And now it’s time. An Ood appears in the street before the Doctor, telling him that his people will sing him to his sleep. The Doctor enters the Tardis, which sails into space above the Earth. He cries out that he doesn’t want to go. He’s not going quietly, there’s no peaceful acceptance of the inevitable, or British stoicism. He’s angry, frightened even. There’s much more he wants to do. And the regeneration comes on.

It’s violent this time, perhaps because of the radiation he’s carried within. Actually, it’s like the quickening in Highlander, a light show with crackling energy pouring out of him, causing explosions. David Tennant’s face disappears in the flow of energy and becomes that of Matt Smith.

The eleventh Doctor has arrived. He’s younger, confused and excited all at once as he grasps what has happened to him and is happening now. The violence of his regeneration has shattered the Tardis’s systems. The little blue police box, that old-style phone booth that is so much bigger on the inside is hurtling downward toward the Earth, crashing.

The new Doctor is thrilled. He shouts out: “Geronimo!” Clearly the Doctor has a new catchphrase to replace the tenth Doctor’s “Allons-y.”

And the episode is done.

“Allons-y,” incidentally, is French for “Let’s go.” “Geronimo!” is something frequently shouted as one takes a great leap. It comes from the American paratrooper tradition, inspired seven decades ago by a Western film about the great Indian chief.

What to make of the farewell of the tenth Doctor, played with such verve and grace by David Tennant, probably the most popular of all the Doctors?

Well, it wasn’t brief. But for all its drawn out nature, it was in many ways so much the better. Tennant is so good in the part that it’s sad to see him go.

In a real sense, the tenth Doctor’s finale has been going on for more than a year, even longer than the ending(s) of Lord of the Rings: Return of the King.

After taking over from the very fine Christopher Eccleston, who relaunched the series as the Doctor with writer/producer Russell T. Davies at the helm, Tennant had three full seasons (the Brits call them series), and another year of specials. The latter because he took to playing Hamlet for the Royal Shakespeare Company, a filmed version of which also aired on the BBC during the holidays.

He could have had his finale with the end of his third season, in a three-episode arc with a conclusion aptly titled “Journey’s End.” All his companions joined together, in a frankly overly complex plot, to help him fight a threat to “reality itself.” And the Doctor was shot and nearly died/regenerated. Yet he continued on, this time alone — with latest companion Donna returned home with memory wiped to avoid her own demise — through five more special episodes.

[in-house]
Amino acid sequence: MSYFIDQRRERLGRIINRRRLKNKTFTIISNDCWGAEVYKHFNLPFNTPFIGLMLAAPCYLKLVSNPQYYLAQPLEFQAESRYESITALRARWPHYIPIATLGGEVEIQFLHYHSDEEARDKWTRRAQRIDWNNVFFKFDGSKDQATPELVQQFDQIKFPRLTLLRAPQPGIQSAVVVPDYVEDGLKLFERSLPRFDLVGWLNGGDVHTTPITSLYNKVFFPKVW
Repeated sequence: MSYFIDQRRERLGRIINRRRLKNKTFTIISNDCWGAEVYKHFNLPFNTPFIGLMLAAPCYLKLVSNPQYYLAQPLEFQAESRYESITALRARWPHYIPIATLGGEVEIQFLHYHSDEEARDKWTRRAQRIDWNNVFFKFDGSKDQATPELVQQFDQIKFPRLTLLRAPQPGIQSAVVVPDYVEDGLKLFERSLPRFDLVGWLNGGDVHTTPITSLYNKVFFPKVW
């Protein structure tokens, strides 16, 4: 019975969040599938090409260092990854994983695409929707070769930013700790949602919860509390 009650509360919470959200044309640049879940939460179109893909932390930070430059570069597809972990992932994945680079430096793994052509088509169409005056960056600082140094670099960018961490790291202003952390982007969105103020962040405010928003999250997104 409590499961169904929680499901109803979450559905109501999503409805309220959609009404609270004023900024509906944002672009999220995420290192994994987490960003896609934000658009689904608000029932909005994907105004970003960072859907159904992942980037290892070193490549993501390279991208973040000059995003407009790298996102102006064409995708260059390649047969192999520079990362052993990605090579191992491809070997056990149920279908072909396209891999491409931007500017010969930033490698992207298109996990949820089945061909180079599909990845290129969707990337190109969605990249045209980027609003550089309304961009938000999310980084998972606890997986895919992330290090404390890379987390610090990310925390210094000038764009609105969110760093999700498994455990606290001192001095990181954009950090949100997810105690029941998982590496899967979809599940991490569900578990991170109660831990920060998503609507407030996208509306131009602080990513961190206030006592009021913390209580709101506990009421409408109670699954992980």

In 2008’s Christmas special, “The Next Doctor,” he went to Victorian London at Christmas time, only to be caught up in a wild adventure involving another fellow who believes himself to be the Doctor. (And who was naturally teased as Tennant’s replacement.) An air of melancholy sets in amidst the picture perfect Christmas setting as we learn why this man has come to believe he is the Doctor. And again as the Doctor refuses, at first, to share a Christmas dinner, preferring his growing loneliness.

For Easter 2009, the Doctor, again traveling alone in the Tardis, had a rather madcap adventure involving a red London double-decker bus, a desert planet, and an aristocratic young cat burglar. A perfect companion for the Doctor, actually, in the form of Michelle Ryan (who clicked in a way she did not as American TV’s Bionic Woman). Yet, despite their chemistry and good teamwork, the Doctor turns down her request to “Show me the stars.” He’s lost too much with previous companions, and doesn’t want to risk having his heart broken again. And as this rather picaresque adventure ends, with Lady Christina driving off into the sky, an air of foreboding as a woman tells the Doctor, like the Ood two years earlier, that his “song is ending.” And then: “It is returning. It is returning through the dark. And then, Doctor … Oh, but then … He will knock four times.”

David Tennant is Catherine Tate’s English teacher, two years ago for Comic Relief.

November’s special, “The Waters of Mars,” found the increasingly melancholy Doctor on Mars on a very special day in history, that of the mysterious destruction of humanity’s first Mars base. He sees the onrushing doom, keeps saying he has to leave what is “a fixed point in time,” which he dare not change. But in the end, he snaps and goes back and saves people who were supposed to have died, a pair of “little people,” as now arrogantly he calls them, and one decidedly not, one of the most famous women in history, the Mars base commander, whose death inspires her granddaughter to pilot the first interstellar mission.